Where France meets North America

Following Windjammers extraordinary welcoming to Newfoundland, we headed south-east to where North America meets France. With Brie, baguettes and Bordeaux in mind, we set sail for St Pierre, one of the last two remaining islands belonging to the French empire in North America. St Pierre is like a little piece of Europe on the opposite side of the Atlantic. The smell of freshly baked bread and croissants seduces your senses whilst meandering through the cobble stone streets of the old town, the locals greet you with a smiling ‘bonjour’ as they pass by. We befriended a local Basque fisherman who retired from the trade to open his own bar, he is renowned for his heavy hand when pouring a good rum. He bragged about his cooking and proceeded to invite us back for lunch the following day. When asked why he did not open a restaurant, he simply replied ‘because if people didn’t like my food, I would have to kill them’.IMG_2969

Windjammer’s cellar had been cleaned out for the opportunity to refuel with France’s best. And so, over 100L of red wine and rum were eagerly sourced and stowed; in hope of satisfying six thirsty sailors for 3 months of cold climate sailing. Let’s just say that we did our duty of upholding the stereotype that is of both sailors and Australian’s.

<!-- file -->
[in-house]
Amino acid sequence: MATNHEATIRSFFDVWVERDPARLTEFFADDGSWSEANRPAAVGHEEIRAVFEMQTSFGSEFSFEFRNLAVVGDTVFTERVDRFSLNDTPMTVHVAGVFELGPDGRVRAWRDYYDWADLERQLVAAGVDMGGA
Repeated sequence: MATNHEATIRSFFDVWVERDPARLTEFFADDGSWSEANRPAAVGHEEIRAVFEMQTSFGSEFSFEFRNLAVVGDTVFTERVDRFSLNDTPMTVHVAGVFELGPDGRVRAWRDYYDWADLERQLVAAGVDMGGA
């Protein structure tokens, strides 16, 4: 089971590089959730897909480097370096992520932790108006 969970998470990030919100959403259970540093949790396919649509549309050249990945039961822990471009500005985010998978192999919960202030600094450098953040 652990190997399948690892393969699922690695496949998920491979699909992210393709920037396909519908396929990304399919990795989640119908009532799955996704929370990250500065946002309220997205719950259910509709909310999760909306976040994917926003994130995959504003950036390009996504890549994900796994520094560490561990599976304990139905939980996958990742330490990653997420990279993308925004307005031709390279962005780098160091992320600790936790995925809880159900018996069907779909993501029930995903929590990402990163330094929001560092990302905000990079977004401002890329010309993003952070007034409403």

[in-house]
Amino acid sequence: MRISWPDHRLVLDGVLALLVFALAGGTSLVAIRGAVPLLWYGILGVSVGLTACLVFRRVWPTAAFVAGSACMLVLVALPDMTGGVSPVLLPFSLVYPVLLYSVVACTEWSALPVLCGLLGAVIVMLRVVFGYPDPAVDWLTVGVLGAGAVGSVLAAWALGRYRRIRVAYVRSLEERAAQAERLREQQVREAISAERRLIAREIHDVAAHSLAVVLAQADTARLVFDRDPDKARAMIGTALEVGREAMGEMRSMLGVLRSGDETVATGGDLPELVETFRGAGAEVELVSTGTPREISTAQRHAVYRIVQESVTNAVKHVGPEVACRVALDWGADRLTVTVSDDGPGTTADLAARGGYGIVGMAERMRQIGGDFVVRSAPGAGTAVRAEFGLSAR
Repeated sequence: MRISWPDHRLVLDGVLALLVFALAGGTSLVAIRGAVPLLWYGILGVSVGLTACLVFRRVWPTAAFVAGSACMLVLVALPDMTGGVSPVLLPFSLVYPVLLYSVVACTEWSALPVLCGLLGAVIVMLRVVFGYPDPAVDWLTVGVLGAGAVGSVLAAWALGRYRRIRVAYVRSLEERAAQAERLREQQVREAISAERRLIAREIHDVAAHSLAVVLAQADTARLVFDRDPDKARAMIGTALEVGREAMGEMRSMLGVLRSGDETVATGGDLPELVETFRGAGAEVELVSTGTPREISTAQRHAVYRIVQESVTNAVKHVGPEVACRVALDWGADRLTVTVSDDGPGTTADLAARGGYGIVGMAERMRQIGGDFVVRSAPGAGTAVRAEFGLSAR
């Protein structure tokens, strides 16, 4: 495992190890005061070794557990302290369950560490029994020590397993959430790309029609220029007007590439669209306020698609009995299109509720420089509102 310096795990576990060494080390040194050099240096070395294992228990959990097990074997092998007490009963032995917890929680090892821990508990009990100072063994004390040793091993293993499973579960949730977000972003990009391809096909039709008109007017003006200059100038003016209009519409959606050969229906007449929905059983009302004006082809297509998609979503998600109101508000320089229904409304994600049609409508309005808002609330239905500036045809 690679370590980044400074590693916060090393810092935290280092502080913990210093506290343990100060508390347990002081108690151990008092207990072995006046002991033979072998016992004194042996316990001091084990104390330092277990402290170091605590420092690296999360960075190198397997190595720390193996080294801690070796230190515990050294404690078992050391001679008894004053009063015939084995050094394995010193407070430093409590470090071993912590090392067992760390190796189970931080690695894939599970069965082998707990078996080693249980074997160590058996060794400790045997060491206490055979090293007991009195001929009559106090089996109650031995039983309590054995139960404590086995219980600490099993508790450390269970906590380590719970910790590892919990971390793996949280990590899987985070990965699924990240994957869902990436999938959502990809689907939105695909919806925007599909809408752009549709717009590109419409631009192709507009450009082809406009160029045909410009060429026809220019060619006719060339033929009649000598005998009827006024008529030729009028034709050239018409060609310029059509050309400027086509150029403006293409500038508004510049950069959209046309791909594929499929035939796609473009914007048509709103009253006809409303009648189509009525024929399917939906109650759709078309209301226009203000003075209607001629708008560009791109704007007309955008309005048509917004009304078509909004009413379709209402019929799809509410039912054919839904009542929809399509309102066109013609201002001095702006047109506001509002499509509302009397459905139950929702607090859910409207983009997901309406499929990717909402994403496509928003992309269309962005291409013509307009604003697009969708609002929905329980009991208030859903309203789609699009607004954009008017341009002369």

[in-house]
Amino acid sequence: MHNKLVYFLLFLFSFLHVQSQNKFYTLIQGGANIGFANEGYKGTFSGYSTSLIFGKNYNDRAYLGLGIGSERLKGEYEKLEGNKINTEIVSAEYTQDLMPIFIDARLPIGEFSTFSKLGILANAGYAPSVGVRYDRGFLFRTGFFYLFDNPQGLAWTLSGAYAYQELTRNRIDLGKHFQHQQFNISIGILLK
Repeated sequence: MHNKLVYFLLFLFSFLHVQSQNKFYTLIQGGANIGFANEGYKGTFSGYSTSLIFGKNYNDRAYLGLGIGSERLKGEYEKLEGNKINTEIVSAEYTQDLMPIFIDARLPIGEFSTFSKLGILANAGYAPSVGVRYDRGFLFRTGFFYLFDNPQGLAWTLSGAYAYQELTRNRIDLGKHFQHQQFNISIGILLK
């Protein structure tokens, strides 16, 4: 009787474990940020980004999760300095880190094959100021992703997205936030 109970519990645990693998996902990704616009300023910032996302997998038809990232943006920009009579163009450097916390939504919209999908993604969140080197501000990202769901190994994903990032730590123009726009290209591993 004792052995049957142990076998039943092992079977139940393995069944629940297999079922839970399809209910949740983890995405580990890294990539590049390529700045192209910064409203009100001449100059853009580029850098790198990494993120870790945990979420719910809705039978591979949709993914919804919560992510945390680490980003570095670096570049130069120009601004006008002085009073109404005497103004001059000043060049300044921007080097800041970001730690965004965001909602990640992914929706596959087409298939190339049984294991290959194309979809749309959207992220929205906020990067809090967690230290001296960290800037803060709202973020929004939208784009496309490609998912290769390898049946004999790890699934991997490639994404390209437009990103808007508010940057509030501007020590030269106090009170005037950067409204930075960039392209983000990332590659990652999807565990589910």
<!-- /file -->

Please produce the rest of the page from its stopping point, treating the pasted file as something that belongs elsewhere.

Threats of gale force winds caused us to delay our departure from St Pierre, putting us slightly behind schedule for our Arctic adventure. We spent the day making use of the yacht clubs showers and internet before we cast off the lines early the following morning, and said a final farewell to this delightful french island.

St Johns was our next destination, a two day passage north along the east coast of Newfound to the provinces capital. With unfavourable wind conditions and minimal breeze, the sound of the engine roared through the wooden floorboards as we stood our watches through thick lingering fog. Huge swells sent Windjammer rolling though the waves forcing the crew to quickly adjust to the unstable conditions. Late afternoon the wind came around and the great King Neptune finally answered our prayers. The sail covers came off, the three glorious white sails were hauled and the roar of the engine was finally no more. There was wind in the sails and a firm grip on the charming wooden helm as we sailed through the night. The fog cleared by morning and the weather was kinder, allowing us to shed a couple of layers and move more easily about the boat. Now that we were sailing, the uncomfortable and unstable rolling soon transitioned to a pleasant and soothing motion. With the help of the heater, the more favourable conditions were sending the crew into a sleepy trance whilst they waited to be called up to their watch.